One of the hardest things we are ever called to do is to comfort someone who is experiencing tragedy.
Generally, we do a much better job of rallying around the bereaved after someone dies than we do supporting someone who has suffered a debilitating and permanent injury.
Secretly we’re thinking, OMG, I’m so glad I’m not you. Better you than me. At the end of this uncomfortable visit I can walk out of here and put your terrible life out of my mind for a while. And if it’s too terrible, I can move on to other friends, I’m not stuck like you.
Sometimes, standing at the side of the hospital bed, we’re tongue-tied. Or, we blurt something out only to recoil in embarrassment for having inserted a foot in our mouth. Even worse, sometimes we speak and blithely go on, happily ignorant of the fact that we have caused more pain. In all of these cases, we have just widened the gulf that now separates us, the unaffected, from the person whose not-so-bad-up-to-now life has changed forever.
Before you find yourself standing in the hospital room of a double amputee saying, “I’m sorry for your loss,” check out these seven phrases that bring comfort in a time of tragedy. Before there can be cheer there must first be a reckoning with the new reality.
Until we acknowledge the circumstances that brought our friend or loved one to this hospital bed and this permanently altered state, our words are hollow. Worse, we have created a chasm that cannot be crossed when what we wanted to do build a bridge of sympathy and support.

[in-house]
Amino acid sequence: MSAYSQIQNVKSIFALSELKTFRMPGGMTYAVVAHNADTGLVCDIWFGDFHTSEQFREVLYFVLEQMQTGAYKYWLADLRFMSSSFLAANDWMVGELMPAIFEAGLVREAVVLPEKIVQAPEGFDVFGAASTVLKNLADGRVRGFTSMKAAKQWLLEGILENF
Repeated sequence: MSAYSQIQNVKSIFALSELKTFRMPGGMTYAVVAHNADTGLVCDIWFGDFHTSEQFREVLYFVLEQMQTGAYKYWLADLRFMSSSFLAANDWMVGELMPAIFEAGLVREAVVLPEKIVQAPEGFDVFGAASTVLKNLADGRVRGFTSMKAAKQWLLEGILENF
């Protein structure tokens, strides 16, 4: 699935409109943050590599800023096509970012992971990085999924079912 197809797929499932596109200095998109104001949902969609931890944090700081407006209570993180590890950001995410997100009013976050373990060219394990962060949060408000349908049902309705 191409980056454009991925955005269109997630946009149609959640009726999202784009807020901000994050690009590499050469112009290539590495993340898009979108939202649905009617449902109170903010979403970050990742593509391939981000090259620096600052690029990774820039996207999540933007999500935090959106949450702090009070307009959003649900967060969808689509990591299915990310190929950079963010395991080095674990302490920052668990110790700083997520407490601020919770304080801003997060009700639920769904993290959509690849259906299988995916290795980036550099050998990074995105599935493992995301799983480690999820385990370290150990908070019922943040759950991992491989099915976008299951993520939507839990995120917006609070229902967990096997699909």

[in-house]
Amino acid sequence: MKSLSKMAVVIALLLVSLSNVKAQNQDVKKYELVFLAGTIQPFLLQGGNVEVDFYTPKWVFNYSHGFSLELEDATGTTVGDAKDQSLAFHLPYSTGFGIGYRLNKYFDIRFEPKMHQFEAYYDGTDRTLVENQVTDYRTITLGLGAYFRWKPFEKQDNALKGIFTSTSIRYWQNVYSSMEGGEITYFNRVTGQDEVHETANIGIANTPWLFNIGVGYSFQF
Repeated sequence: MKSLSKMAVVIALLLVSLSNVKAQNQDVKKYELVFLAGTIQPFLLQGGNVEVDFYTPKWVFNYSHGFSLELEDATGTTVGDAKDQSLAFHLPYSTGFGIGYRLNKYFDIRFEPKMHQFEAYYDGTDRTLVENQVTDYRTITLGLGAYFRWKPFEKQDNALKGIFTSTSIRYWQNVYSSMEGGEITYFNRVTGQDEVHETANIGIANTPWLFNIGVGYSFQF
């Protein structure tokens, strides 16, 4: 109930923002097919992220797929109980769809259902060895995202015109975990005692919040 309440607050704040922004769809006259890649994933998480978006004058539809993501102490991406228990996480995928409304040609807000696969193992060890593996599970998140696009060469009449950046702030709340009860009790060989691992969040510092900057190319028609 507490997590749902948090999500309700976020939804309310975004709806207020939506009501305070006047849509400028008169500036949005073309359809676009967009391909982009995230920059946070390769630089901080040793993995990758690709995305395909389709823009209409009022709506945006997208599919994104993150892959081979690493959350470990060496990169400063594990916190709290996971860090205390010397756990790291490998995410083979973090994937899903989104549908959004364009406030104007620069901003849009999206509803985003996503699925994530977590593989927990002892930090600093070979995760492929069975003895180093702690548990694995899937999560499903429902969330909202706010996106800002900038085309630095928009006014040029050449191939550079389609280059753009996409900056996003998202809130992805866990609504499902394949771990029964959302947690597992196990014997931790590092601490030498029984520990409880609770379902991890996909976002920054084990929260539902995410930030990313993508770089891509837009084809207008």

The next time you’re faced with comforting someone in a tragedy, try one of these phrases:
I can’t imagine what you’re going through.
Unless you’ve suffered the same loss or been given the same diagnosis, you haven’t got a clue. Acknowledging this truth opens the door for acknowledging the tragedy.
I know this is a painful time.
And I’m not just referring to the morphine drip with the handy self-administer feature.
You don’t have to be brave today.
I can accept your feelings just as they are right now.
How are you feeling?
If you’re feeling terrible, please tell me, I can hear it. If you’re feeling positive, please tell me, and let’s celebrate it.
I’m here to listen to you.
Let me give support to you. I am not here to trade tragic stories or engage in one-upmanship about how my life or the life of someone I know is worse than yours.
We don’t have to talk right now.
I am comfortable with silence and know that my presence may be enough for you right now.
My heart aches knowing that you are suffering.
When I acknowledge what you are experiencing, I show my respect for you and for your truth.
Fortunately for us, we can show our sympathy and support with just a few well-chosen words. Whether you use one of these phrases or others, what’s most important is to show your support for the situation as it exists today, without trying to move the other person’s emotions to a place that is more comfortable for you. Paradoxically, when we recognize and embrace the painful feelings, they become easier for us to handle. The feelings are not less painful, but our ability to handle them grows just through our acknowledgement of them.
Life Is Honest, Open and True: We want to avoid emotional pain whenever possible. But, when we stay in the moment with another who is in a tragic situation and use words that connect and comfort, we forge a deeper relationship.
What are your go-to phrases when you want to build a bridge of understanding and give comfort? Tweet me @lifeishotblog with the hash tag #LifeIsHOT!